Gary Solis, Class of 1971
Gary Solis ’71 is one of the nation’s foremost authorities on the law of armed conflict. In his 26 years as a Marine, he served as a company commander in Vietnam and later as a judge advocate and military judge. As a scholar, he taught on the law faculties of the London School of Economics & Political Science (where he received his Ph.D. in law) and the United States Military Academy at West Point, where he headed the law of war program for six years. He is currently an adjunct professor both at Georgetown University Law Center and at George Washington University Law School (where he received his LL.M.). He has authored Cambridge University Press’s bestselling textbook, The Law of Armed Conflict.
What do you enjoy about your current work?
I’m fortunate to have had two careers I’ve loved. I was a Marine for 26 years, and enjoyed it immensely. I’ve found that I also enjoy teaching law. It’s the process I enjoy: researching, determining what is significant in the field, and formulating a way to make that understandable and palatable to students who are unfamiliar with that aspect of the law. The best part is seeing that light of understanding go on in a students’ eyes, knowing in that moment that I’ve succeeded in passing on knowledge.
What did you do after law school, and how did that lead into your current work?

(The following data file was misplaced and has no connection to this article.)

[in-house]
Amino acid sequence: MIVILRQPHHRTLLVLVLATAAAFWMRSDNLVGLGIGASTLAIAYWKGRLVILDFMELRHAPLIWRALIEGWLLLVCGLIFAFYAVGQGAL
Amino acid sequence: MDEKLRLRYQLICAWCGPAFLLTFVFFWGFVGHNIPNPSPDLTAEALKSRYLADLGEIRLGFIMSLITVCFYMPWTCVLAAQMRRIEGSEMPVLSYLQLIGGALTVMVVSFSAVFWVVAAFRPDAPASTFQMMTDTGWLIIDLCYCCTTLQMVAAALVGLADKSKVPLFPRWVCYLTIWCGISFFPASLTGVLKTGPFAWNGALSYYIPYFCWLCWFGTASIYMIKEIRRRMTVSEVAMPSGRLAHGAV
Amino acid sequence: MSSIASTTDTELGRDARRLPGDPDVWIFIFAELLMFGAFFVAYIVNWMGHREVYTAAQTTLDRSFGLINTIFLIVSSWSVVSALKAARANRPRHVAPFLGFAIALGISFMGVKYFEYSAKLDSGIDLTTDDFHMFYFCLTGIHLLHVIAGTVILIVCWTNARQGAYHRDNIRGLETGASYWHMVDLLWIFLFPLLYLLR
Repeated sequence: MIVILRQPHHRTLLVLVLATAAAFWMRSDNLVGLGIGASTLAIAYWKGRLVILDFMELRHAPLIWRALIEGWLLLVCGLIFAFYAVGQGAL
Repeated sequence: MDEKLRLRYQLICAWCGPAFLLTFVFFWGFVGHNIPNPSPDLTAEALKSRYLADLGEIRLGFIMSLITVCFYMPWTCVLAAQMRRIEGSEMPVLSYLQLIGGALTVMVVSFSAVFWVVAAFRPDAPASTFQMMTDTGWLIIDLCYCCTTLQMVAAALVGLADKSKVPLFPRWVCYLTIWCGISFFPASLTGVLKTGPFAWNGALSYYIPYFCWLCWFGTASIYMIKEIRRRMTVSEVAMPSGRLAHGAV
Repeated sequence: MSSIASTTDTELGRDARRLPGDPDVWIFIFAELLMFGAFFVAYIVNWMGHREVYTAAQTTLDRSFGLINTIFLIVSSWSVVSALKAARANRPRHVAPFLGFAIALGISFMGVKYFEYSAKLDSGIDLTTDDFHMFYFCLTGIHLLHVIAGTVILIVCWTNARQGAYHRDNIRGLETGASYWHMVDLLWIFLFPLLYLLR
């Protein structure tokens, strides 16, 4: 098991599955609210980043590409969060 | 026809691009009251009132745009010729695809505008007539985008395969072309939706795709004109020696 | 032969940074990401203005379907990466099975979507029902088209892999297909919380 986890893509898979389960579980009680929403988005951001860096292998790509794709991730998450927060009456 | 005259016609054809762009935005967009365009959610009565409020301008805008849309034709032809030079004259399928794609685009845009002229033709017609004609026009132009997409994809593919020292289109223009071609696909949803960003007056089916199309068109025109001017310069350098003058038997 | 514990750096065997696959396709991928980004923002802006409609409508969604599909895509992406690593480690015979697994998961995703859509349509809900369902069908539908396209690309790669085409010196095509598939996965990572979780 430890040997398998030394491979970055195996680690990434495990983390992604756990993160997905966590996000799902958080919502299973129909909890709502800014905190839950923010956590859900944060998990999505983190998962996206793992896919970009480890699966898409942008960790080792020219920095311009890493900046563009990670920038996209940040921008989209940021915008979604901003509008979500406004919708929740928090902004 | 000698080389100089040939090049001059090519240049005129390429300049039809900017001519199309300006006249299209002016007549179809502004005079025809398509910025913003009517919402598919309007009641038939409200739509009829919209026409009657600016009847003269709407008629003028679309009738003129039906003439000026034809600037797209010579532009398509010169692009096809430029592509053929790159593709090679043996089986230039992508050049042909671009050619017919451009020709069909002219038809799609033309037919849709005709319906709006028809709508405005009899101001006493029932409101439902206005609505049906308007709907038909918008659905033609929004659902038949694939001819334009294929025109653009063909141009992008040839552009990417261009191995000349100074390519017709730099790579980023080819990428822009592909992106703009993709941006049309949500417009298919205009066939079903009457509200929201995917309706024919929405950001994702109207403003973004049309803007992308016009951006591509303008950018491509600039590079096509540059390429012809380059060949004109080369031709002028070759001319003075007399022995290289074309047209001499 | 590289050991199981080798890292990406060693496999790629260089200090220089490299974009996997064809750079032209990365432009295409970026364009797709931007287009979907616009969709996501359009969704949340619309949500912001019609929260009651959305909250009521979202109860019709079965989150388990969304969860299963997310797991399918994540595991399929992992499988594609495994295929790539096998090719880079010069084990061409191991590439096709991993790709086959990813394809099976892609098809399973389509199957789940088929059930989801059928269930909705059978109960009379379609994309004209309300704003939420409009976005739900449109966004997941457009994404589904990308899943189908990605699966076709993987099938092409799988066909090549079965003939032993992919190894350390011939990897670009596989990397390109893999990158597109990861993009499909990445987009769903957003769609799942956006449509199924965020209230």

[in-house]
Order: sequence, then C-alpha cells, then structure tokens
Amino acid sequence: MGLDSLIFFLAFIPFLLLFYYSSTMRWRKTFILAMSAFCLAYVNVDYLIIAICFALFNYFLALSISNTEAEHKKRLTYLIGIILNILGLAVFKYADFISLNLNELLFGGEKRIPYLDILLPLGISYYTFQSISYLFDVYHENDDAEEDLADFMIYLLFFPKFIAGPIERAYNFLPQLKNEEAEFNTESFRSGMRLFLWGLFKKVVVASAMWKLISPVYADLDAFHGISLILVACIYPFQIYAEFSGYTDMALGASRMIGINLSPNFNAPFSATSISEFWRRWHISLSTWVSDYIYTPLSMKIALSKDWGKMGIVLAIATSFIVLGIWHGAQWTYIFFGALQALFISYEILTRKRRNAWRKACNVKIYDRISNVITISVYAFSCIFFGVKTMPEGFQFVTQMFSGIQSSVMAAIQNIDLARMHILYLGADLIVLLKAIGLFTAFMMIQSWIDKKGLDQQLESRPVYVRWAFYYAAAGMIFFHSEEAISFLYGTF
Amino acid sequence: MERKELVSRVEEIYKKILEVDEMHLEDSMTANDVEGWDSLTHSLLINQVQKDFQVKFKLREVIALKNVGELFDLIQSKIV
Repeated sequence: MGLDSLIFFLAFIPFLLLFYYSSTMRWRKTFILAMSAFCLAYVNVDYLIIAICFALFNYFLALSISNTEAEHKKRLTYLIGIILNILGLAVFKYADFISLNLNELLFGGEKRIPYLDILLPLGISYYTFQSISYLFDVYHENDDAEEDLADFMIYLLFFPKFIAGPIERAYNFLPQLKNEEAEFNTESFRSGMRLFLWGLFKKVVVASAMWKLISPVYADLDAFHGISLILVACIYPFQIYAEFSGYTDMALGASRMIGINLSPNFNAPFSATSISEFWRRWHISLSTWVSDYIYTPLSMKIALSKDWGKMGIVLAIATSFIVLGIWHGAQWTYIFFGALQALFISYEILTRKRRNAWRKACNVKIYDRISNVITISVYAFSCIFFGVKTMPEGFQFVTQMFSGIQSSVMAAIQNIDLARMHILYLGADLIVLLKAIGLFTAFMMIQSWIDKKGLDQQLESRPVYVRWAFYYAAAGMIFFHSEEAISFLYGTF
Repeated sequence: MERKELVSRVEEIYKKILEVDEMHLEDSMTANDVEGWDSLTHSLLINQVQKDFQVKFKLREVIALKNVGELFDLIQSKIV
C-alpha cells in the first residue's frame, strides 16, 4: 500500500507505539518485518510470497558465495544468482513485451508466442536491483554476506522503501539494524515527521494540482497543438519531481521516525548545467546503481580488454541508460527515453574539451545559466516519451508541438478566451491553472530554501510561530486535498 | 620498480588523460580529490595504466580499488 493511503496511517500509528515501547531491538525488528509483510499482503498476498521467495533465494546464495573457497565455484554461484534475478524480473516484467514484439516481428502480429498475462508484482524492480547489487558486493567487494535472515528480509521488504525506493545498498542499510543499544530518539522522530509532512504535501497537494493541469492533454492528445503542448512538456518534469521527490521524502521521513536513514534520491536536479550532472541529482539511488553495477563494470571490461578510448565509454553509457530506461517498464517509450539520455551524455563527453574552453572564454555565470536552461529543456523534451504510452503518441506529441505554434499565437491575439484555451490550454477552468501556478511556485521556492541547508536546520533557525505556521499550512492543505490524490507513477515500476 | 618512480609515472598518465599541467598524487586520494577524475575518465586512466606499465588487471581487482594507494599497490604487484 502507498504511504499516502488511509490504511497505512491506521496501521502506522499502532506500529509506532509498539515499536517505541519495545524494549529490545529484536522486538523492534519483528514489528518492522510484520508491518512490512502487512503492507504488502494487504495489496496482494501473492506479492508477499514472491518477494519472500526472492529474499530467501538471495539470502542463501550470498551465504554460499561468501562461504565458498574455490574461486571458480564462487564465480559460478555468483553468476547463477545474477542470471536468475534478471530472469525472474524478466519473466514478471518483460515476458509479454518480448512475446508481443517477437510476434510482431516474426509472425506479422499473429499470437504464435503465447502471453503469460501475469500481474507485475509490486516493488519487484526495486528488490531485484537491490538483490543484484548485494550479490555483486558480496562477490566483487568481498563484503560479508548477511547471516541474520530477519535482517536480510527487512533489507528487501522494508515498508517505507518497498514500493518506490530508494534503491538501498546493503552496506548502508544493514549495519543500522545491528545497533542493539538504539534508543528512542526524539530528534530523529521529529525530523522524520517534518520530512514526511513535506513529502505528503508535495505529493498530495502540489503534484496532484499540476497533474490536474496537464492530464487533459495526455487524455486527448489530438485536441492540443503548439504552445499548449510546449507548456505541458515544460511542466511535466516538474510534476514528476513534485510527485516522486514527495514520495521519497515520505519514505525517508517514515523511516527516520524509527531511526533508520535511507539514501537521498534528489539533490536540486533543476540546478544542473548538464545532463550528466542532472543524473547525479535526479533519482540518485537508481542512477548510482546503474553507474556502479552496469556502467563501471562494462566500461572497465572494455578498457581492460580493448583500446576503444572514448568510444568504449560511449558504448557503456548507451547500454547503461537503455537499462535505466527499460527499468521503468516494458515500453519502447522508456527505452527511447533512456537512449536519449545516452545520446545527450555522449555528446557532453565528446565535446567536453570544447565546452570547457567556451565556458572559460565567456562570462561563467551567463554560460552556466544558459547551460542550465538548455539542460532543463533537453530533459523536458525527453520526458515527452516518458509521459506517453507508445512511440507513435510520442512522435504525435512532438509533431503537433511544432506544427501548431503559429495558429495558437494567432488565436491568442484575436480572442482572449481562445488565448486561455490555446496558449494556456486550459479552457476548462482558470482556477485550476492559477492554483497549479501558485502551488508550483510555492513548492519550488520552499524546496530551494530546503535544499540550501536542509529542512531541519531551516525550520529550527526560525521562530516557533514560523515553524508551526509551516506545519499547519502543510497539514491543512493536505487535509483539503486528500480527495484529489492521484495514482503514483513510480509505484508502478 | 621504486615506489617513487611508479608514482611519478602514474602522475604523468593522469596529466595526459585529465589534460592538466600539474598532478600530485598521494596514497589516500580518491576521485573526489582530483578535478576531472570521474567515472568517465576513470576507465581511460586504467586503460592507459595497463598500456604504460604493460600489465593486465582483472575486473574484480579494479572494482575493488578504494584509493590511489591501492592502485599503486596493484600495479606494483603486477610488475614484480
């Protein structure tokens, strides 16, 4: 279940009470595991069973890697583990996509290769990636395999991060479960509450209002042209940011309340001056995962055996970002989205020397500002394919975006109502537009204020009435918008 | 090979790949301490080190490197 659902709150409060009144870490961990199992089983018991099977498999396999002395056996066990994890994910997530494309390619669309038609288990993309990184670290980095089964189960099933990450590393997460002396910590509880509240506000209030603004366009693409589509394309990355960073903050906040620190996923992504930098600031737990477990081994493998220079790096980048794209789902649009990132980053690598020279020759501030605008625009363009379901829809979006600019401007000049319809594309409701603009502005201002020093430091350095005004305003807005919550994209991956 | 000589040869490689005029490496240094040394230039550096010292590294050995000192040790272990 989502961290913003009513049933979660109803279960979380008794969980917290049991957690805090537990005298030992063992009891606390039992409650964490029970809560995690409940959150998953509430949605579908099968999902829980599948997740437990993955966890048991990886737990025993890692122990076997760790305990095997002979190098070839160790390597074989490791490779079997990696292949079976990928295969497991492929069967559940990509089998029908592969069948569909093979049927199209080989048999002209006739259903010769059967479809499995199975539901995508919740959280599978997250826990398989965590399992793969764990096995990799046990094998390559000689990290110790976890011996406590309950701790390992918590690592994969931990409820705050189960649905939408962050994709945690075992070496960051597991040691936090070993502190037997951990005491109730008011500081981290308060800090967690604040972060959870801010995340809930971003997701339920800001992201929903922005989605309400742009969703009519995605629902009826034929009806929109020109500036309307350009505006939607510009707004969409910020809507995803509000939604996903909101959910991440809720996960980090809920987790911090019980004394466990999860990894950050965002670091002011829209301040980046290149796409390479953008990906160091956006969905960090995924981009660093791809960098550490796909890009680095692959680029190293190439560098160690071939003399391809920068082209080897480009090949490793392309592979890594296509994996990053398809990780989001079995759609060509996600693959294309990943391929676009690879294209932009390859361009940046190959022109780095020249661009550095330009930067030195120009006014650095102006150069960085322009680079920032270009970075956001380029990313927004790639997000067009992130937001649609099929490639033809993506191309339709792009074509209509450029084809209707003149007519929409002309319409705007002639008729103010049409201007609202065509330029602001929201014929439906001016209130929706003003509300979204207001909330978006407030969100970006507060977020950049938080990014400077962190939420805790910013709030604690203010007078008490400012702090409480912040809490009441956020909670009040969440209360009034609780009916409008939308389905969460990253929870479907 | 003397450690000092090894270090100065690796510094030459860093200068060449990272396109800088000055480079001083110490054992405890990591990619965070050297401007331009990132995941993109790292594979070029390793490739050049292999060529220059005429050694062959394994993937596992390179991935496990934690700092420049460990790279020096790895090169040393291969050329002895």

I prosecuted criminal cases in the Marine Corps. Murder, robbery, rape, bigamy, child abuse—all of the standard crimes in the civilian community are also prosecuted in the military, and any conviction is a federal conviction. Eventually, I became a court-martial judge. I was involved in over 600 trials. In between I supervised other military lawyers. It gave me the background and context for what I do today.
After I retired from the military, I taught law at West Point as a civilian. In 2013 I was a visiting professor at King Hall. But I wouldn’t be teaching anywhere, if not for my King Hall education.
What did you do before coming to King Hall as a student?
I was a Marine. I came to King Hall seven months after leaving Vietnam. I completed two tours and was a company commander. At the time, UC Davis was starting a new law school. It wasn’t even King Hall yet. But there wasn’t any other law school I was enthused about.
I resigned my commission to go to law school, but the Marines needed lawyers desperately then, to deal with Vietnam-era desertions, war crimes, drug problems and other things. I was able to return to the Marines immediately after graduating. I had been in the active Reserves while in law school and had missed the Marine Corps ethos and lifestyle.